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Sexist remarks hide humiliation

Carolyn Hax The Washington Post

Dear Carolyn: Do you think men or women are hurt more when their mates cheat? My boyfriend claims it hurts men more deeply and causes more overall damage. I say it can’t be generalized since it affects everyone differently. He has made similar comments in the past and frequently tried to persuade me that if he did cheat (he says he never would), we should try to work it out. These arguments make me suspicious that he is just setting up a get-out-of-jail-free logic behind anything he might do. His last girlfriend cheated on him, and as soon as he heard, he broke up with her; no discussion. – Va.

I think he’s trying to get out of jail free, but not for cheating.

Sex for men is physical and for women it’s emotional, yeah yeah, got it, check. But to use any generalization, even if it’s true, to judge an individual case is to ignore that there are always variations from person to person, case to case – which is why prejudging people on race or sex or other groupings is very very bad.

(Thank you. I’ve enjoyed this little journey back to sixth grade.)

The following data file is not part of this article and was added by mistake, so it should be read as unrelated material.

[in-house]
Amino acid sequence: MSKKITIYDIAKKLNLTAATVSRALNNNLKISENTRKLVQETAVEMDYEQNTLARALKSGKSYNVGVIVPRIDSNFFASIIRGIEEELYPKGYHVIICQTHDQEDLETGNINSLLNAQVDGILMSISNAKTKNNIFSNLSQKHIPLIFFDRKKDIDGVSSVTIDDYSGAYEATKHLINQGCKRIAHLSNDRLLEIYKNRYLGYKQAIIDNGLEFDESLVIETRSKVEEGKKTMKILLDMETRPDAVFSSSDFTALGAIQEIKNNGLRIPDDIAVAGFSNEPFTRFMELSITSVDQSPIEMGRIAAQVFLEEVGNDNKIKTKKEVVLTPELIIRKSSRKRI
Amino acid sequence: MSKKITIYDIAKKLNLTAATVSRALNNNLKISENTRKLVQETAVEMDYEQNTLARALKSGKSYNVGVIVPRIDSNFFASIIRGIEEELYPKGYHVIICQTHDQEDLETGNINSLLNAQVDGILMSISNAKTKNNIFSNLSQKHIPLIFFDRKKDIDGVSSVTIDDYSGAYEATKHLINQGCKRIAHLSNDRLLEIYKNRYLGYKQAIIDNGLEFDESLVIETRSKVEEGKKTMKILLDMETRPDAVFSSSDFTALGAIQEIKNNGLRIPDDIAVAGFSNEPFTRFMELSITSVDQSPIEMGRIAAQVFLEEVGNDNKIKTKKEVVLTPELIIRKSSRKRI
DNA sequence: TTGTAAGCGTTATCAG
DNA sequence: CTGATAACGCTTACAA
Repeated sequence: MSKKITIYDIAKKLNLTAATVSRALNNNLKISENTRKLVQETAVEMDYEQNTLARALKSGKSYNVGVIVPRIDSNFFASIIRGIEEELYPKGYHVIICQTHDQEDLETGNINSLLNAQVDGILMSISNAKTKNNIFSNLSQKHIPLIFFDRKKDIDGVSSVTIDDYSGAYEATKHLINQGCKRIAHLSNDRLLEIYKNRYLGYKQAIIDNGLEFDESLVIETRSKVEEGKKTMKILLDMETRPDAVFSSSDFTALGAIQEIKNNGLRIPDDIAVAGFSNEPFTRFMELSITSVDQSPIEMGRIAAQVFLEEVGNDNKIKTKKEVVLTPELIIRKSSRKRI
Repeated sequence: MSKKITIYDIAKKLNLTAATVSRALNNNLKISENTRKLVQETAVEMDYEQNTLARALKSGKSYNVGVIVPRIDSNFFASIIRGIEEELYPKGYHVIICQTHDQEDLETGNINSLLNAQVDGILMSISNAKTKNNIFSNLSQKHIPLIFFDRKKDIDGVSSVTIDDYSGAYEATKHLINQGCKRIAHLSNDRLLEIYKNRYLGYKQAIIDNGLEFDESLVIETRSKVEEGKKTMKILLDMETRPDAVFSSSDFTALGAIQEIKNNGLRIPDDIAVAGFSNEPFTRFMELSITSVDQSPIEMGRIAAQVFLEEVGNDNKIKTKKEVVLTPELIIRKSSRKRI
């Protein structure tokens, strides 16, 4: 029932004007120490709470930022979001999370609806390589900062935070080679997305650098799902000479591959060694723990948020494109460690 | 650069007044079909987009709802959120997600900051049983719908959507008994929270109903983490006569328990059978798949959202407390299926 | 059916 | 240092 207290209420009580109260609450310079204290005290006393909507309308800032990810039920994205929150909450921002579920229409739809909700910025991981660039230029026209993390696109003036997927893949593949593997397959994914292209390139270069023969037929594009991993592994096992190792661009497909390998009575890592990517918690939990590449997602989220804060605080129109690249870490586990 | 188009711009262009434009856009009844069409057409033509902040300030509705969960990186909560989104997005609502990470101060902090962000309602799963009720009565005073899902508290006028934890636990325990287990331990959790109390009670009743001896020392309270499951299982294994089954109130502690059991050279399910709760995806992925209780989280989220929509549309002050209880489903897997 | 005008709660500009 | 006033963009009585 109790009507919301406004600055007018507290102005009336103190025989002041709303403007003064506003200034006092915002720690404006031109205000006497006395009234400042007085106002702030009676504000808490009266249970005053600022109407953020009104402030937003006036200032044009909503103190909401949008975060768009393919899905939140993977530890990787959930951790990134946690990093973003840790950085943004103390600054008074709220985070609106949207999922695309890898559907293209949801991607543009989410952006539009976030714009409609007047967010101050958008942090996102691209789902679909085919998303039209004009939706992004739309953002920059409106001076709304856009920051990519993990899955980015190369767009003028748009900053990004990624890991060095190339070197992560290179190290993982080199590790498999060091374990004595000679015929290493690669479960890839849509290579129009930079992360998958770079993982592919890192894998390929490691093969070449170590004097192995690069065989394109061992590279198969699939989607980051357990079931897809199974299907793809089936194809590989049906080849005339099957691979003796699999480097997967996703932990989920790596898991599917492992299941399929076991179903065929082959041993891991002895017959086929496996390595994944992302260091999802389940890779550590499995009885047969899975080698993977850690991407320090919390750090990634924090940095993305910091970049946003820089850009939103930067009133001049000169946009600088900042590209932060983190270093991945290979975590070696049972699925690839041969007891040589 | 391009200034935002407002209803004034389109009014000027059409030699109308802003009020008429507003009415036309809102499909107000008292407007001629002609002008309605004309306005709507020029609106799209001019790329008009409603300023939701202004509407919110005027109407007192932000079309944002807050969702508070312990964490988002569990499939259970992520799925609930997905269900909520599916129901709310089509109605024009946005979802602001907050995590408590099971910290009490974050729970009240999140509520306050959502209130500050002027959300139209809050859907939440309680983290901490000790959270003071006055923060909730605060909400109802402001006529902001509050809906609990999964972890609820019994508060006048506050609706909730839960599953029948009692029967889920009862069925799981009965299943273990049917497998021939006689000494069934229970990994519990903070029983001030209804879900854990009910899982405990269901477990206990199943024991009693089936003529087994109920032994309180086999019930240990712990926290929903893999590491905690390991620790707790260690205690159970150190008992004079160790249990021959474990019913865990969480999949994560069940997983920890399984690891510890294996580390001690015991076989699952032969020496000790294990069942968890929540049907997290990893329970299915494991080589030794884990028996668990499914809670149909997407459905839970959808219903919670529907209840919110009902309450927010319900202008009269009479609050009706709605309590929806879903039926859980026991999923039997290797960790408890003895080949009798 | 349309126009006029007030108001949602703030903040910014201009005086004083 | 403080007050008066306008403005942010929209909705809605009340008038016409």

If you really have to spell out to him the mechanics of bias, or that most women are devastated by infidelity, then he is being a total guy and thinking with his pants.

OK. Joke.

He’s being a total sexist. At best, he’s doing it because he has no clue how to deal with the humiliation he feels from the last girlfriend and thinks laying down chauvinist law is his best shot. At worst, he really believes this. Either way, I do wish you luck.

Dear Carolyn: A year ago, a longtime friend, a handful of others and I fell prey to the affections of a dull, whiny girl. Unfortunately for us, he returned her affections with fervor. “Roscoe” never had much luck with girls, and she is his first love.

Girlfriend is not a mean person but is intolerably boring. The only phrases that come out her mouth are that it’s too hot/cold, she is hungry, thirsty, sleepy, etc. We would gladly put up with her if Roscoe in her presence were the fun guy we befriended, but he feels obligated to baby-sit her and might as well not be there at all. We no longer invite Roscoe out for fear he will bring Girlfriend, and we miss him. Is there a less-rude way of saying, “We hate the woman you love and please don’t bring her”? – Missing Roscoe

You know, I’m as plagued – and pained – as the next guy by Other People’s Mates We’d Never Choose. I can sympathize.

But I won’t.

She’s boring.

That’s it?

Sometimes friendships do end over this stuff, sure – that’s one course nature does run. But sometimes the circumstances are such that it becomes cruel to ostracize a friend just because you don’t like his mate.

You say Roscoe has struggled. That alone is worth one bad-girlfriend mulligan.

And, this is ostracism by committee. Instead of huddling over reasons you all hate her – a sure way to find things to hate – try individual pledges to try to find things to like. Who knows. If she’s not around people who resent her, she might find more things to say.

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